Max McCombs is internationally recognized for his research on the agenda-setting role of mass communication, the influence of the media on the focus of public attention. Since the original Chapel Hill study with his colleague Donald Shaw coined the term "agenda setting" in 1968, more than 400 studies of agenda setting have been conducted worldwide. In 2011 McCombs and Shaw were awarded the Helen Dinerman Award of the World Association for Public Opinion Research for their continuing work in this area.
In 2014 the University of Navarra presented McCombs its Silver Medal commemorating 20 years of teaching and research on agenda-setting at the university’s campus in Pamplona, Spain. He also has received an honorary doctorate from the University of Antwerp, the Paul J. Deutschmann Award for Excellence in Research from the Association for Education in Journalism and Mass Communication, and is the co-recipient with Donald Shaw of the Murray Edelman Award for distinguished scholarship in political communication from the American Political Science Association. McCombs is a past president of the World Association for Public Opinion Research and a fellow of the International Communication Association, The second edition of his book, Setting the Agenda: The Mass Media and Public Opinion, was published in 2014 by Polity Press in Cambridge, England. The first edition has been translated into Spanish, Chinese, Korean, Portuguese, Polish, Swedish, and Czech. Organizing the extensive literature on agenda setting into six ongoing phases of research that detail the formation of public opinion, this book has been described as the Gray's Anatomy of agenda-setting theory. McCombs also is the co-author of The News and Public Opinion: Media effects on civic life published by Polity Press in 2011. His co-authors are Lance Holbert, Spiro Kiousis and Wayne Wanta. Currently, McCombs and Lei Guo, an alumna of the School of Journalism’s doctoral program now on the faculty at Boston University, are editing The Power of Information Networks. To be published by Routledge in 2015, this book presents an array of international research on a new aspect of agenda-setting theory, network agenda-setting.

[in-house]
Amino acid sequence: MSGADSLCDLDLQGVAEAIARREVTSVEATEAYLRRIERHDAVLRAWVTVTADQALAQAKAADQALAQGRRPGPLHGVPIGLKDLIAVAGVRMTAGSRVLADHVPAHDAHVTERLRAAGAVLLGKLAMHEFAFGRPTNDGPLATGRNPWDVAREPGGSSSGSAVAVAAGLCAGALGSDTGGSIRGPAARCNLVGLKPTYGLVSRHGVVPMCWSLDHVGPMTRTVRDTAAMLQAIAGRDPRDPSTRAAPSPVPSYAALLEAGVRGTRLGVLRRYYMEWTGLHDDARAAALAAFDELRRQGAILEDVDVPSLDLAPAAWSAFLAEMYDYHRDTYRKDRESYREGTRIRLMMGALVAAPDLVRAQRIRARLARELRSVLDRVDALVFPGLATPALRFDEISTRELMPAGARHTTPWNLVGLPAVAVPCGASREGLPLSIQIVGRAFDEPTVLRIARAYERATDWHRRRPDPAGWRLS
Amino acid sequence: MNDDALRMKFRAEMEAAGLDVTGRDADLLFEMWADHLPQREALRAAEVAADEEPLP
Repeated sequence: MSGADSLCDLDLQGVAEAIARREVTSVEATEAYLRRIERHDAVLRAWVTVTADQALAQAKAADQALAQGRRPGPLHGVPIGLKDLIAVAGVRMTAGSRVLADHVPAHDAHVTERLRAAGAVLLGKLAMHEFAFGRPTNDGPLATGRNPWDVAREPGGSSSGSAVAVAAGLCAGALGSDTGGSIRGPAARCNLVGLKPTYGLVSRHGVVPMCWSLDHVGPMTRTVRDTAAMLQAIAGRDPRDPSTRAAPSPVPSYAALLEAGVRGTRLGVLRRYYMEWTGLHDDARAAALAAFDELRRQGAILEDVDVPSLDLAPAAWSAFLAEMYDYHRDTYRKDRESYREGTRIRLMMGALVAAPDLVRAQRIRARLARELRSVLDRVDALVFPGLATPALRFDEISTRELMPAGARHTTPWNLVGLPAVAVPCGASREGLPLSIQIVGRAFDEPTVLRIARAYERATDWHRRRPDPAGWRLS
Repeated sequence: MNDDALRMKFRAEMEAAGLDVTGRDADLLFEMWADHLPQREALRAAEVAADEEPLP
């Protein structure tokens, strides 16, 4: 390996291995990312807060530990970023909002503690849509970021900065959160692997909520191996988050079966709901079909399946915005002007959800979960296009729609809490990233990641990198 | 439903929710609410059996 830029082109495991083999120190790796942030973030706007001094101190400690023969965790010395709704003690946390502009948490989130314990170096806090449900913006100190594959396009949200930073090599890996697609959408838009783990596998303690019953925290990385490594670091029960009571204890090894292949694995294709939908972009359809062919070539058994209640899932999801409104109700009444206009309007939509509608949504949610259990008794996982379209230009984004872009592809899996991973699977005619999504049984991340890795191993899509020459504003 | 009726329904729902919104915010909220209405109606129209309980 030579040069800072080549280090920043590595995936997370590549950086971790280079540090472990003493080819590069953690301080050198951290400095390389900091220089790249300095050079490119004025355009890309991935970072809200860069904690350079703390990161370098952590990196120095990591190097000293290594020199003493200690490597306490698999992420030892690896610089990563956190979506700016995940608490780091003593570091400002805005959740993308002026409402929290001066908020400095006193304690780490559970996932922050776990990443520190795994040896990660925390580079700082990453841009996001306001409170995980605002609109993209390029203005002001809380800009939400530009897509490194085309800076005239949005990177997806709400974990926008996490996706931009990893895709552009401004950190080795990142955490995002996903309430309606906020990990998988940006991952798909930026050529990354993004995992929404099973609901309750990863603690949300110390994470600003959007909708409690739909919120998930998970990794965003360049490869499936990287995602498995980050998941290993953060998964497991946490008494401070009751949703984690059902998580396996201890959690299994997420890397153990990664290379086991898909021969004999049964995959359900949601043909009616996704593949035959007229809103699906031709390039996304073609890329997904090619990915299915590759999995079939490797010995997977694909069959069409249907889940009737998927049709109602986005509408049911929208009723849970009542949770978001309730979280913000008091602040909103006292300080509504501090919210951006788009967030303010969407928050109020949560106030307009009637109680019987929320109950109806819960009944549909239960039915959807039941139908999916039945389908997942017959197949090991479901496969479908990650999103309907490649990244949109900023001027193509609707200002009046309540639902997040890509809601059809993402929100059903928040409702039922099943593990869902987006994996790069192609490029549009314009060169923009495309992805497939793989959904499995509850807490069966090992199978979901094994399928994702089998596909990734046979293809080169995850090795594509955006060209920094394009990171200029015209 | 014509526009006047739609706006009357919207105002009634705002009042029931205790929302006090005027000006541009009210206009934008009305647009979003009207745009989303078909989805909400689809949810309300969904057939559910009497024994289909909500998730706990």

McCombs is the Jesse H. Jones Centennial Chair in Communication Emeritus at the University of Texas at Austin and has been a visiting professor annually at the University of Navarra in Spain since 1994. He also has been a visiting professor at the University of Vienna and at Catholic University and Diego Portales University in Santiago, Chile.
McCombs received his M.A. and his Ph.D. from Stanford University and his B.A. from Tulane University. Prior to joining the University of Texas faculty in 1985, he was the John Ben Snow Professor of Research at Syracuse University. McCombs also served for 10 years as director of the News Research Center of the American Newspaper Publishers Association. He has been on the faculties of the University of North Carolina at Chapel Hill and UCLA and worked as a reporter at the New Orleans Times-Picayune.